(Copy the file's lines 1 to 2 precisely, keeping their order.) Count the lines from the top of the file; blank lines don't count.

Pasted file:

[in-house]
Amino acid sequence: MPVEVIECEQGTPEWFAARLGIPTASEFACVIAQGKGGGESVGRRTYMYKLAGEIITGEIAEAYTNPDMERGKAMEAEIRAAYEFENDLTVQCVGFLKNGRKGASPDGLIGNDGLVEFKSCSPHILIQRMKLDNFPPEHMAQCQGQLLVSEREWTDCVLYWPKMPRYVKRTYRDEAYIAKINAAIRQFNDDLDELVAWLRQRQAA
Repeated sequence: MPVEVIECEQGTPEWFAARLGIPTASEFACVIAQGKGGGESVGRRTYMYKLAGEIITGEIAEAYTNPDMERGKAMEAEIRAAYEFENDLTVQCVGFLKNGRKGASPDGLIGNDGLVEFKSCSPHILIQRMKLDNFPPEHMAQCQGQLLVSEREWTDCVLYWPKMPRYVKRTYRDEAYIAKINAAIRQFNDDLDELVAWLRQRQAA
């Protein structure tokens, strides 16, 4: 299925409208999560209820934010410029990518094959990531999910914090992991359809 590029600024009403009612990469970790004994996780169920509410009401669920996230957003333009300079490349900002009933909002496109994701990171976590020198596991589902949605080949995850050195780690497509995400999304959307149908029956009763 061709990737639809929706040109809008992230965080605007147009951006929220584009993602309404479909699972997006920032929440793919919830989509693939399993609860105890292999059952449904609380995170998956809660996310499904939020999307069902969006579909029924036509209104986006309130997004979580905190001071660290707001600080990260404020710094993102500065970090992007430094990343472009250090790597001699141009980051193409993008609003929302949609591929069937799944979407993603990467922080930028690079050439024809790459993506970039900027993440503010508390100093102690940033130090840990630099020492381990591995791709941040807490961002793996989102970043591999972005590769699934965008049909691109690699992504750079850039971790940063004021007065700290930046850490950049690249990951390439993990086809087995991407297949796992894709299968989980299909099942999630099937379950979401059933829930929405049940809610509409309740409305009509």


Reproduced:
[in-house]
Amino acid sequence: MPVEVIECEQGTPEWFAARLGIPTASEFACVIAQGKGGGESVGRRTYMYKLAGEIITGEIAEAYTNPDMERGKAMEAEIRAAYEFENDLTVQCVGFLKNGRKGASPDGLIGNDGLVEFKSCSPHILIQRMKLDNFPPEHMAQCQGQLLVSEREWTDCVLYWPKMPRYVKRTYRDEAYIAKINAAIRQFNDDLDELVAWLRQRQAA